Health inequality monitoring foundations: Overview

Health inequities exist in all populations. Where the required data are available, monitoring can be done to measure inequalities, make comparisons between populations, and track changes over time - all with the broader aim of equitably strengthening health systems and improving health and well-being for all. This course is a general introduction to health inequality monitoring and serves as an entry point for a series of courses on the foundations of health inequality and monitoring.

Photo credit: WHO / Blink Media - Ricci Shryock

Language: English
Health topic

Course information

Overview: Now more than ever, many health inequalities across and within countries are recognized as preventable, unfair and unacceptable. Health inequality monitoring is an essential starting point for building more effective and more equitable policies, programmes, and practices. Monitoring inequalities is necessary to characterize current realities, evaluate the impact of actions, and indicate where changes are still needed. This course helps learners to become familiar with the basics of health inequality monitoring, why it is important and how it can be carried out. No prior knowledge about health inequality or experience conducting health inequality monitoring is required. The target audience for this course includes monitoring and evaluation officers, health programme managers and policy makers. The course is also suitable for anyone with a general interest in the topic of health inequality monitoring.

This course is part of the Health Inequality Monitoring Foundations series, featuring the following courses: (1) Overview, (2) Data Sources, (3) Health Data Disaggregation, (4) Summary Measures of Health Inequality and (5) Reporting.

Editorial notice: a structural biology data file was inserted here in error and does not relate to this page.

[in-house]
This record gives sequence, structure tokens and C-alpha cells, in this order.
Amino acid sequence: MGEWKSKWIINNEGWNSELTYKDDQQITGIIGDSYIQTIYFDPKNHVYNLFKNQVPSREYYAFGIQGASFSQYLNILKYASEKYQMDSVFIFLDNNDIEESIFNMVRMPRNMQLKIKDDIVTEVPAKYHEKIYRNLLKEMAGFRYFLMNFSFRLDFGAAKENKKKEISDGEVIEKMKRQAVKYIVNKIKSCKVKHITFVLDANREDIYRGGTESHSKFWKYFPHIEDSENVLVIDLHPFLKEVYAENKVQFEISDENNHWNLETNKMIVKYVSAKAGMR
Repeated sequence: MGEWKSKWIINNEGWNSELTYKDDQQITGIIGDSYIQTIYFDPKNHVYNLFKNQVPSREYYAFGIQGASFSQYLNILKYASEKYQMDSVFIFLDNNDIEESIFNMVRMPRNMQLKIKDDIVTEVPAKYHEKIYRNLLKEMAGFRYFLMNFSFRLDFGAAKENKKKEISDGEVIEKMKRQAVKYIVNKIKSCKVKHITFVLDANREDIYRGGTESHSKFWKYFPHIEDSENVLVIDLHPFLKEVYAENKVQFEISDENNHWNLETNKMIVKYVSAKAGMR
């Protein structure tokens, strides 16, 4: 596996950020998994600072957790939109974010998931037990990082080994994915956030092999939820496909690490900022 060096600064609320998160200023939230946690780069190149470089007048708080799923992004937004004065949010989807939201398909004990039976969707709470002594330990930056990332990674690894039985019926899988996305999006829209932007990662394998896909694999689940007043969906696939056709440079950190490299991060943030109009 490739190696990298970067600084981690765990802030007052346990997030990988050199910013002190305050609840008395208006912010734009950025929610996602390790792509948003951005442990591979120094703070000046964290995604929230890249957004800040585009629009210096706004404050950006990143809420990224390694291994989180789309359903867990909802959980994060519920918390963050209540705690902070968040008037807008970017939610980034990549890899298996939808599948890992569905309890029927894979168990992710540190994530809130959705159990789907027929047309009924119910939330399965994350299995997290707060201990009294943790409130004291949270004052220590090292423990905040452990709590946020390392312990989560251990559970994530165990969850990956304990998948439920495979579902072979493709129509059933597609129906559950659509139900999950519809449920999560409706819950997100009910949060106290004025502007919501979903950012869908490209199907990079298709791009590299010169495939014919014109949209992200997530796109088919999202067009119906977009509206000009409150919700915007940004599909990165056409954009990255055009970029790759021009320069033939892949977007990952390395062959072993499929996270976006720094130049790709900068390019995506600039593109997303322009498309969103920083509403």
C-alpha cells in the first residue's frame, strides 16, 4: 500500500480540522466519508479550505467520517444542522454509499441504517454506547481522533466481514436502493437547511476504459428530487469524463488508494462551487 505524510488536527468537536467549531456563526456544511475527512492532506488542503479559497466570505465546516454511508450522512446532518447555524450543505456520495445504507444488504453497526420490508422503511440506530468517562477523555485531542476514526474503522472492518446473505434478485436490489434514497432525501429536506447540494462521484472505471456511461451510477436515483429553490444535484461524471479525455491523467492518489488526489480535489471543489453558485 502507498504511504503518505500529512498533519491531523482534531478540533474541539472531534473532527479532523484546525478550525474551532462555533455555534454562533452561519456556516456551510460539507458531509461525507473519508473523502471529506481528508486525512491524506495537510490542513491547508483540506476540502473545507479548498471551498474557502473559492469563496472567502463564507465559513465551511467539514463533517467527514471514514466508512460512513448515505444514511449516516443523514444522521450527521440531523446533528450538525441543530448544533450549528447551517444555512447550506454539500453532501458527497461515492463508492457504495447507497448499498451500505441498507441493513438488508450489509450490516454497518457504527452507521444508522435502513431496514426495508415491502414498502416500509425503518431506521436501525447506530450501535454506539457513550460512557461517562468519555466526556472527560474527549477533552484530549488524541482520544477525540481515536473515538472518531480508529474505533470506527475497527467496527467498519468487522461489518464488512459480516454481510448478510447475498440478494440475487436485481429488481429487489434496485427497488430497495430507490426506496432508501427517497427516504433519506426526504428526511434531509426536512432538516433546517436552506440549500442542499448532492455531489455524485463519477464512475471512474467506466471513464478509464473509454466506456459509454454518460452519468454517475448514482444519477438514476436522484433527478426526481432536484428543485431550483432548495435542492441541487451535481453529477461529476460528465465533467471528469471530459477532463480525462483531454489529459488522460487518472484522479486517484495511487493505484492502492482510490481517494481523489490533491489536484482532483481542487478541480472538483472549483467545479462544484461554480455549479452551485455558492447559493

Course duration: Approximately 1.5 hours.

Certificates: A Certificate of Achievement will be available to participants who score at least 80% of the total points available in the final assessment. Participants who receive a Certificate of Achievement can also download an Open Badge for this course. Click here to learn how.

What you'll learn

  • Terminology pertaining to health inequality monitoring and key concepts that intersect with monitoring
  • Considerations for conducting health inequality monitoring in different contexts, such as its importance and purpose, when and by whom it should be conducted, and how it can be aligned with other health sector activities
  • The five steps of the cycle of health inequality monitoring
  • How to access and use WHO resources to strengthen capacity for health inequality monitoring

Course contents

  • Introduction:

    This introduction module sets the scene for the course by defining health inequality monitoring, providing illustrative examples of health inequalities in different contexts and introducing the forthcoming modules.
  • Module 1: Key concepts and terminology:

    Module 1 covers key concepts and terminology related to health inequality monitoring. By the end of this module, you will: define terms related to health inequality monitoring; differentiate between health inequality and health inequity; describe key concepts that intersect with health inequality monitoring activities; and describe how equity is relevant to the Sustainable Development Goals and related principles.
  • Module 2: Situating health inequality monitoring:

    Module 2 addresses general considerations for undertaking health inequality monitoring activities across different contexts and health topics. By the end of the module, you will discuss the importance and purpose of health inequality monitoring, and describe who is involved, when it should be done, and how it is aligned within health information systems and other health sector activities.
  • Module 3: Cycle of monitoring:

    This module covers the five-step cycle of health inequality monitoring. By the end of this module, you will describe the five steps of health inequality monitoring and their sub steps. You will describe the cyclic and iterative nature of health inequality monitoring.
  • Module 4: WHO resources:

    This module outlines existing WHO resources for health inequality monitoring, and how they can be accessed and used to deepen engagement in the subject area. By the end of the module, you will list the WHO resources for health inequality monitoring.
  • Final assessment

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Certificate Requirements

  • Gain a Record of Achievement by earning at least 80% of the maximum number of points from all graded assignments.